Electionscape: The Teflon prime minister

By ANSHEL PFEFFER
December 29, 2005 23:55
2 minute read.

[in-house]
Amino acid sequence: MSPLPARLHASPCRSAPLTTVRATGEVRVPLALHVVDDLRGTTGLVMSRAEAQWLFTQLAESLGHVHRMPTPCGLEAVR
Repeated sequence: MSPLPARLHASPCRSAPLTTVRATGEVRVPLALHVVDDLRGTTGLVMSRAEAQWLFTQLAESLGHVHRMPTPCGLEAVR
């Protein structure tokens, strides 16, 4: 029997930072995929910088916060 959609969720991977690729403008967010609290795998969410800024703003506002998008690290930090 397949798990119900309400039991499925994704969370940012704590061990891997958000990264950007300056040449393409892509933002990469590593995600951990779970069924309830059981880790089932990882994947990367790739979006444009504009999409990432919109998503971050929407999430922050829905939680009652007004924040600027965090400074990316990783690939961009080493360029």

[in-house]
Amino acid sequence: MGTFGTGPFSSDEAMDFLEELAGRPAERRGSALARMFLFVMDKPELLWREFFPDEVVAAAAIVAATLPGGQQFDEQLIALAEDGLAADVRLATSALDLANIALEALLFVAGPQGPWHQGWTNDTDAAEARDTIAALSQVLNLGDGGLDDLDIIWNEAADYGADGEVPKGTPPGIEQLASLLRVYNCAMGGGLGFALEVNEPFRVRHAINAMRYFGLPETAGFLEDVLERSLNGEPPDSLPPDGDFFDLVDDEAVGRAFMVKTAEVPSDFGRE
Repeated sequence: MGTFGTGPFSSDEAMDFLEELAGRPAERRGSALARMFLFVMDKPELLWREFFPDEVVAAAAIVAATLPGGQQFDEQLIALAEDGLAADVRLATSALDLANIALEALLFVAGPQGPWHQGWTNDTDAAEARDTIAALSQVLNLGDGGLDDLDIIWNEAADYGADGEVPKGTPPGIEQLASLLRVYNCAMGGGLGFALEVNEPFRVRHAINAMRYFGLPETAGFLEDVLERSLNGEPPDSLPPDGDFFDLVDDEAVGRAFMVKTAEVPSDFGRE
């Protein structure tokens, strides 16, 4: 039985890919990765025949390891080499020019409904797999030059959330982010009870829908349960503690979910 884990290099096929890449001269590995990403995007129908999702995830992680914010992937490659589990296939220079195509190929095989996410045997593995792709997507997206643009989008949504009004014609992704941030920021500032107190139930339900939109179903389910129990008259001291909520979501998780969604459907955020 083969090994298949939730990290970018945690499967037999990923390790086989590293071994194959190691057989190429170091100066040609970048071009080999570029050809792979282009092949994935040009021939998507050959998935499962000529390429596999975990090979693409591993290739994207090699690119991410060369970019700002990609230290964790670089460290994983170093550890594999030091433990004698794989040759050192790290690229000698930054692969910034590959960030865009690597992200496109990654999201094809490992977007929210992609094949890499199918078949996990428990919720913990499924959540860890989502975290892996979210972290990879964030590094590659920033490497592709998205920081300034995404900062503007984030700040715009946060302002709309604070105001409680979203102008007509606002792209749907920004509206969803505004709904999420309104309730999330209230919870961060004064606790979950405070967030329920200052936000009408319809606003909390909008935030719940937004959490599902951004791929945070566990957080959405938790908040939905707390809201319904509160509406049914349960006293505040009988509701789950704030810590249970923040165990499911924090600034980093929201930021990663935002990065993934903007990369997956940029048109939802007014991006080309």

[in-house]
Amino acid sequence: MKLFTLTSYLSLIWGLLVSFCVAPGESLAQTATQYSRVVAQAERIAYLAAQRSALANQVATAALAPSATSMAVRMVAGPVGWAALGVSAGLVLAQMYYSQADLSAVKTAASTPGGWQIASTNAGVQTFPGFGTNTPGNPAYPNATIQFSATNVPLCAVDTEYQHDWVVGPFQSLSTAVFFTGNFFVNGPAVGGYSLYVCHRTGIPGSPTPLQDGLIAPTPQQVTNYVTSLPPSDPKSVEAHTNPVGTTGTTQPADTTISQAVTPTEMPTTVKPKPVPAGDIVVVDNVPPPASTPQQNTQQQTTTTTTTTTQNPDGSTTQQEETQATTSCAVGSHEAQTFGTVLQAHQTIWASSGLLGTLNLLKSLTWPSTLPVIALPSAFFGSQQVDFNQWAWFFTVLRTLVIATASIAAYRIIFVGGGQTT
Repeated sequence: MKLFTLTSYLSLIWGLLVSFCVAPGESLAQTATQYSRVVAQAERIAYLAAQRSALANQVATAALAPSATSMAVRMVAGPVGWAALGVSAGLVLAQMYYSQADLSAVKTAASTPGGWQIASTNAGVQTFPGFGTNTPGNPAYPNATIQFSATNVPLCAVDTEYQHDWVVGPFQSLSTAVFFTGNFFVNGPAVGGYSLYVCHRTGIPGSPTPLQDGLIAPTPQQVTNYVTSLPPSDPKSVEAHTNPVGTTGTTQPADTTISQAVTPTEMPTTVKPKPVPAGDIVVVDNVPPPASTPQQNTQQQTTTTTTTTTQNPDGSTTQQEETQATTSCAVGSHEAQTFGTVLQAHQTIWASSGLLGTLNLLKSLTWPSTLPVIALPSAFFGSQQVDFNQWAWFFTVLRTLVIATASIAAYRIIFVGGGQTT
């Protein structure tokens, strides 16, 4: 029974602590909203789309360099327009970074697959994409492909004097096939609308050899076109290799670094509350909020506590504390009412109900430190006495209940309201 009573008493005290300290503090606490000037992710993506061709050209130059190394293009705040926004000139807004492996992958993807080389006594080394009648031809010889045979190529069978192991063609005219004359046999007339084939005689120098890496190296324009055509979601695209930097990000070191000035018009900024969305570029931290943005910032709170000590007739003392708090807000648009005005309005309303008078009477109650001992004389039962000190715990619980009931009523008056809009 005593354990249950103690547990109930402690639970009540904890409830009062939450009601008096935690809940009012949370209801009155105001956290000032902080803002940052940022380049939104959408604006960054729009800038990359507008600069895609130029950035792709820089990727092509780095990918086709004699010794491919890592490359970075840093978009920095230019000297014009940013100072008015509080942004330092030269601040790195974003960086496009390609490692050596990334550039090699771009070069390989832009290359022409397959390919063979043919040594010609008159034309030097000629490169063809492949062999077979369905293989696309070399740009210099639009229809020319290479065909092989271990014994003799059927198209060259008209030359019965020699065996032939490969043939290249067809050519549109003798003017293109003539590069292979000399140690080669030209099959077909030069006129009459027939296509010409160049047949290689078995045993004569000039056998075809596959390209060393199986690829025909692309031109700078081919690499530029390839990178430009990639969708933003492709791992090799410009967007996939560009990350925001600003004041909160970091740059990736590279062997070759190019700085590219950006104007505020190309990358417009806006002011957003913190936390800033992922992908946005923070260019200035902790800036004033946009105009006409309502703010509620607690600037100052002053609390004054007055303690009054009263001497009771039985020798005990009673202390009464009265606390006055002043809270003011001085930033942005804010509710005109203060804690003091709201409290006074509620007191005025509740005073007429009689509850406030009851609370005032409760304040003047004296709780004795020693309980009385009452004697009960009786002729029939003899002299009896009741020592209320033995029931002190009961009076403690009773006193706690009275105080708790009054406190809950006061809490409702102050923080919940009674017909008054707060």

Today is 50 days since Amir Peretz's victory in the Labor primaries, which was the unofficial kickoff of the election campaign. Though it's dangerous to draw conclusions when there are still three months minus two days to go before E-Day, some facts are obvious - that is, obvious to everyone except Peretz. The first inescapable truth is that there's nothing new under the Middle Eastern sun. Like in every election since 1988, the crucial vote wasn't in the hands of Israeli citizens, but decided upon in Gaza, Beirut and Teheran. In a week when Kassams in the South and Katyushas in the North dominated the headlines, the pundits' predictions 50 days ago that, this time, the elections would be run on a socioeconomic agenda ring particularly hollow. It's not that the missile attacks had any significant strategic or tactical effect, but the military events automatically wiped issues like poverty and unemployment off the table. Which brings us to the second point. Peretz has nothing to offer, save reheated and recycled ideas. Even his much-vaunted economic plans are exactly the same platform he's been championing for 10 years as Histadrut chairman. His elevation to the leadership, which was greeted as a breath of fresh air for a moribund party, has actually set Labor back years. Despite the impressive number of popular figures who have joined the party in the last few weeks, the polls prove that the public isn't seeing anything new in Labor, just good old trade unionism. In March 2001, a month after he was elected prime minister, Ariel Sharon led the Knesset majority that voted to cancel the direct prime ministerial election. The move was supposed to restore power to the parliamentary parties and abolish the system that had been based on the popularity of a single candidate. Five years later, the same Sharon has effectively restored the direct personal election and emptied party politics of meaning - this time without changing the law. For a large majority of voters, these elections will not be about which party should form the next government, but a referendum on Sharon's leadership. Those in favor will be voting for a party with no clear ideology or manifesto, whose parliamentary list will be decided at the whim of one man. Those against will have to lodge their objections through a vote for one of the two downtrodden and downcast parties, Likud or Labor, both sad remnants of what were once the parties of power. The main conclusion, at this point, is that Sharon has already set the ground rules for these elections. It won't be about the minimum wage. And if the events of the last two weeks are anything to go by, Binyamin Netanyahu and Peretz will have difficulty capitalizing on Sharon's health or terrorist attacks, a tactic that would backfire. Sharon isn't just a Teflon prime minister, he seems to be made of rubber, and whatever's thrown at him just bounces back with a vengeance. No matter how much Peretz and Netanyahu talk about economics and security, it's all about personality and popularity. Only when they realize that they have to start overcoming the widespread public animosity toward both of them, and begin striking a chord with more than their small fan base, will they have any hope of regaining some of the ground now firmly occupied by Sharon.


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